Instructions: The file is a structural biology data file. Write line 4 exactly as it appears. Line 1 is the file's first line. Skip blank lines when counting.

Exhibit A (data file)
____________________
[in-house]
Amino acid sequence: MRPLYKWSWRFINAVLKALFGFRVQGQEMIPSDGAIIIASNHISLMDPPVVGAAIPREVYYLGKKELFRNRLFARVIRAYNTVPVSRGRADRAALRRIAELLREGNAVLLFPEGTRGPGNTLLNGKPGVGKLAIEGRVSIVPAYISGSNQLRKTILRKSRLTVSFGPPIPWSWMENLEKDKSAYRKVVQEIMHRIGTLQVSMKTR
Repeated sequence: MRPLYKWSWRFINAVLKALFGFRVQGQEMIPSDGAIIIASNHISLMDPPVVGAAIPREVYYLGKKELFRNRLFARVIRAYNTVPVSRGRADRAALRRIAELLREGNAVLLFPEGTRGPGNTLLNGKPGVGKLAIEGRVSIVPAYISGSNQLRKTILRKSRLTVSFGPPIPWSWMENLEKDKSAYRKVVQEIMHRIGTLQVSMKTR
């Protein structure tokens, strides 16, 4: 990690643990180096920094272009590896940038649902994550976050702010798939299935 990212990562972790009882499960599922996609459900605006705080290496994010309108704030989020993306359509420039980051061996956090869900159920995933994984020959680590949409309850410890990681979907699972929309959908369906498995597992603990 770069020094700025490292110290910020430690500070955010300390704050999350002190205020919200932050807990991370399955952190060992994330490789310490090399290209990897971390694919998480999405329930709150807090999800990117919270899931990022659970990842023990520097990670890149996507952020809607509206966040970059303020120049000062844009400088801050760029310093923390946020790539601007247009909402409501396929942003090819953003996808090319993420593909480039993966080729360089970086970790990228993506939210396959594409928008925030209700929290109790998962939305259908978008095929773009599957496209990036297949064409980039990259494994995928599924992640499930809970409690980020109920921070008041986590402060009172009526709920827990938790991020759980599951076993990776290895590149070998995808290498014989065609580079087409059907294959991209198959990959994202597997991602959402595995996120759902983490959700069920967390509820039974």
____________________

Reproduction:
């Protein structure tokens, strides 16, 4: 990690643990180096920094272009590896940038649902994550976050702010798939299935 990212990562972790009882499960599922996609459900605006705080290496994010309108704030989020993306359509420039980051061996956090869900159920995933994984020959680590949409309850410890990681979907699972929309959908369906498995597992603990 770069020094700025490292110290910020430690500070955010300390704050999350002190205020919200932050807990991370399955952190060992994330490789310490090399290209990897971390694919998480999405329930709150807090999800990117919270899931990022659970990842023990520097990670890149996507952020809607509206966040970059303020120049000062844009400088801050760029310093923390946020790539601007247009909402409501396929942003090819953003996808090319993420593909480039993966080729360089970086970790990228993506939210396959594409928008925030209700929290109790998962939305259908978008095929773009599957496209990036297949064409980039990259494994995928599924992640499930809970409690980020109920921070008041986590402060009172009526709920827990938790991020759980599951076993990776290895590149070998995808290498014989065609580079087409059907294959991209198959990959994202597997991602959402595995996120759902983490959700069920967390509820039974």